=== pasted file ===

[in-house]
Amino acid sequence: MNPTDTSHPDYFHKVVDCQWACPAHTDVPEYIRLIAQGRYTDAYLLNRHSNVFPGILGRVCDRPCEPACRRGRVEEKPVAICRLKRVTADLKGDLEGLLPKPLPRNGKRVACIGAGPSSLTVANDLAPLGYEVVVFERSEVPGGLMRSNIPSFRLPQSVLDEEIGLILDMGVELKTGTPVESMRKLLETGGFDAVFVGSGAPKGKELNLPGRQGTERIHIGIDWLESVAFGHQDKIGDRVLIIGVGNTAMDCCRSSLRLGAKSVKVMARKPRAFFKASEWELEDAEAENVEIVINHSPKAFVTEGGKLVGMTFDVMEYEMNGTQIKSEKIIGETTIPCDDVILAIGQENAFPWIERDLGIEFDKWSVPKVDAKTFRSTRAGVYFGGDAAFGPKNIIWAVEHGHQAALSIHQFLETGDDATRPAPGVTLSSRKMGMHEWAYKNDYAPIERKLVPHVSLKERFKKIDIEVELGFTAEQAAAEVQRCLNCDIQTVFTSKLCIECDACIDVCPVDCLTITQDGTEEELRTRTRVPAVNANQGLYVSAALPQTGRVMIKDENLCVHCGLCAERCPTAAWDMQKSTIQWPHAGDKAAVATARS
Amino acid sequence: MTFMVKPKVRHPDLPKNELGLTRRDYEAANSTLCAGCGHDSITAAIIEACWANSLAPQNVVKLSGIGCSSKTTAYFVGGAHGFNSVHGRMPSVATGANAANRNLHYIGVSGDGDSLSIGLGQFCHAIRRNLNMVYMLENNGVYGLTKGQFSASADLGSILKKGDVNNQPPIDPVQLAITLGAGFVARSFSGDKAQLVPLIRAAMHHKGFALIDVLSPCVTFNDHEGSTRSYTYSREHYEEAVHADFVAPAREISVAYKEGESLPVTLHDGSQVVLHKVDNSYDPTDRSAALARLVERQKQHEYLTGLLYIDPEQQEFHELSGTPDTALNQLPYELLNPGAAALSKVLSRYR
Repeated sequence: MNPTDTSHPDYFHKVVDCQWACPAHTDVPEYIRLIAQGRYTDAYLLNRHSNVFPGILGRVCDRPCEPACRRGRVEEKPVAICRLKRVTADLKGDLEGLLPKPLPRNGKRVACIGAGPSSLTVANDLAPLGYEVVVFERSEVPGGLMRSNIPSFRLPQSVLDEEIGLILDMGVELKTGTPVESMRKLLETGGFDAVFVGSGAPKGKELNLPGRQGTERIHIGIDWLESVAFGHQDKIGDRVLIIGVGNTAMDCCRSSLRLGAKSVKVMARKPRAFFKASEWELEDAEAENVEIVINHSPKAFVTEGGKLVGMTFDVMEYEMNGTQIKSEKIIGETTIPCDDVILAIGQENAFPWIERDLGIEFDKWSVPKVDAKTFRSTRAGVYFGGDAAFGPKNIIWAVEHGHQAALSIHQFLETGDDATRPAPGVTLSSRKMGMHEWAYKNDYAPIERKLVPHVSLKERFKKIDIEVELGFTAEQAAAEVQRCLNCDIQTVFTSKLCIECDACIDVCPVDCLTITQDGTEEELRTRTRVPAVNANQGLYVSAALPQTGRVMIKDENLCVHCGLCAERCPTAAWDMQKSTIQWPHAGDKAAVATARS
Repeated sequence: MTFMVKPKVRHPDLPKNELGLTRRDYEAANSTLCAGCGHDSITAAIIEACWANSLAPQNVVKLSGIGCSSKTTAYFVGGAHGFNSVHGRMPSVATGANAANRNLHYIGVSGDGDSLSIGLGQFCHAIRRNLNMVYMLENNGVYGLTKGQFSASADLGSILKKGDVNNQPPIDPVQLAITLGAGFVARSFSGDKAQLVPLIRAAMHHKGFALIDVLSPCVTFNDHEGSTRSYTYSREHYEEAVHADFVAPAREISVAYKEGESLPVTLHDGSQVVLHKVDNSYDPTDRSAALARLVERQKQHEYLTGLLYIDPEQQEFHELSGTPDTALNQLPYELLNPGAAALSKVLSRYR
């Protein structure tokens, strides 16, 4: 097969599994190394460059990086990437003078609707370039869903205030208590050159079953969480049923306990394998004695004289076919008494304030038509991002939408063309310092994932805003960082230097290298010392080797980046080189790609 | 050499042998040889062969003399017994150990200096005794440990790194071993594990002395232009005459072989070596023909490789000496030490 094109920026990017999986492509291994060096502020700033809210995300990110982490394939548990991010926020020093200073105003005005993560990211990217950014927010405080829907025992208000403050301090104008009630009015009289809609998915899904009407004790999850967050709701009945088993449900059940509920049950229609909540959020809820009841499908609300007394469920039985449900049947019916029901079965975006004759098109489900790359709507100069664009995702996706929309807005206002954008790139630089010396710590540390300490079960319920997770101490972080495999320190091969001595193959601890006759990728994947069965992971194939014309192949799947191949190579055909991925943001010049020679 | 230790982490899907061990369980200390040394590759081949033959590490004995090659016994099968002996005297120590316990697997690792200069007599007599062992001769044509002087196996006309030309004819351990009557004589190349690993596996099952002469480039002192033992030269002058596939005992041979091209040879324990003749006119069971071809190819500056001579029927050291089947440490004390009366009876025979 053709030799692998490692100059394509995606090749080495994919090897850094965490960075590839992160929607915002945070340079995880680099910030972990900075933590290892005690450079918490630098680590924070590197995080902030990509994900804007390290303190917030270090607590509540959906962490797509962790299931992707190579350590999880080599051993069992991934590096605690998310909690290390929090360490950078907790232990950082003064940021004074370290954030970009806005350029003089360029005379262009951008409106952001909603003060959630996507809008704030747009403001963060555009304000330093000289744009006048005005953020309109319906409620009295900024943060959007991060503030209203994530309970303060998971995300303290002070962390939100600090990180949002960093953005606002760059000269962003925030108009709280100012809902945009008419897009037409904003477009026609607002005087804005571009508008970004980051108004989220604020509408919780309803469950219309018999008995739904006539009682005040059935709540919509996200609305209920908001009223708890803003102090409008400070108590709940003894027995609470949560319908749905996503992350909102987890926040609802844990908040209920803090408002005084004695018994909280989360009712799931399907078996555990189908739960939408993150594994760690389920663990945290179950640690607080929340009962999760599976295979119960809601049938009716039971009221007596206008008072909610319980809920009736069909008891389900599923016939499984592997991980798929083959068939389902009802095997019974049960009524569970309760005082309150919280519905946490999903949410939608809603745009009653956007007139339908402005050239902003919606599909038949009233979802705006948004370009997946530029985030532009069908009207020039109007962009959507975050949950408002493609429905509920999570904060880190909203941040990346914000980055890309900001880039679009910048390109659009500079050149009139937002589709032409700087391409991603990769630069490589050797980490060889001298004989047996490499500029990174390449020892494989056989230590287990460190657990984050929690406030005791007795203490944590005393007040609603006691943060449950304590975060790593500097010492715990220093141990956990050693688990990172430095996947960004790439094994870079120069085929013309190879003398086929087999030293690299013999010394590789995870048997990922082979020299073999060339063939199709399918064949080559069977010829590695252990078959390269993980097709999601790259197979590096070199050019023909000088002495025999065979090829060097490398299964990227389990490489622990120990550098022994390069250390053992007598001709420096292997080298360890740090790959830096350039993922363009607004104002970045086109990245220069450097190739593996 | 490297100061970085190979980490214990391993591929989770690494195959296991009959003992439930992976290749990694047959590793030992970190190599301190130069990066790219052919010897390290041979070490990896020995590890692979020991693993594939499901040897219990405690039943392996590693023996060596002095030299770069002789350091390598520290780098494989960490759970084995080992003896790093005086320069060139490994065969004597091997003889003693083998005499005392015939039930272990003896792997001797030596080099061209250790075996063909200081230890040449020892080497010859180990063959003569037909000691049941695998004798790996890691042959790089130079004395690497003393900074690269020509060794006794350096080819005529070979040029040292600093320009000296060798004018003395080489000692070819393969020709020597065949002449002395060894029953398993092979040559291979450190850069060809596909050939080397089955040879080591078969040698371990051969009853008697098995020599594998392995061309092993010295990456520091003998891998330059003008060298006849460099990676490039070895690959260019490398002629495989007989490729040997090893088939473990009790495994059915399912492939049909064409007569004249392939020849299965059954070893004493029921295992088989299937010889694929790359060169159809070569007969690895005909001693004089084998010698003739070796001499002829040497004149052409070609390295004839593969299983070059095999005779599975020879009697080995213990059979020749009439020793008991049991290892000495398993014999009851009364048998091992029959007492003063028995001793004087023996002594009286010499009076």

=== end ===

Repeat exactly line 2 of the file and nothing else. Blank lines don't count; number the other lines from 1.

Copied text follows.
Amino acid sequence: MNPTDTSHPDYFHKVVDCQWACPAHTDVPEYIRLIAQGRYTDAYLLNRHSNVFPGILGRVCDRPCEPACRRGRVEEKPVAICRLKRVTADLKGDLEGLLPKPLPRNGKRVACIGAGPSSLTVANDLAPLGYEVVVFERSEVPGGLMRSNIPSFRLPQSVLDEEIGLILDMGVELKTGTPVESMRKLLETGGFDAVFVGSGAPKGKELNLPGRQGTERIHIGIDWLESVAFGHQDKIGDRVLIIGVGNTAMDCCRSSLRLGAKSVKVMARKPRAFFKASEWELEDAEAENVEIVINHSPKAFVTEGGKLVGMTFDVMEYEMNGTQIKSEKIIGETTIPCDDVILAIGQENAFPWIERDLGIEFDKWSVPKVDAKTFRSTRAGVYFGGDAAFGPKNIIWAVEHGHQAALSIHQFLETGDDATRPAPGVTLSSRKMGMHEWAYKNDYAPIERKLVPHVSLKERFKKIDIEVELGFTAEQAAAEVQRCLNCDIQTVFTSKLCIECDACIDVCPVDCLTITQDGTEEELRTRTRVPAVNANQGLYVSAALPQTGRVMIKDENLCVHCGLCAERCPTAAWDMQKSTIQWPHAGDKAAVATARS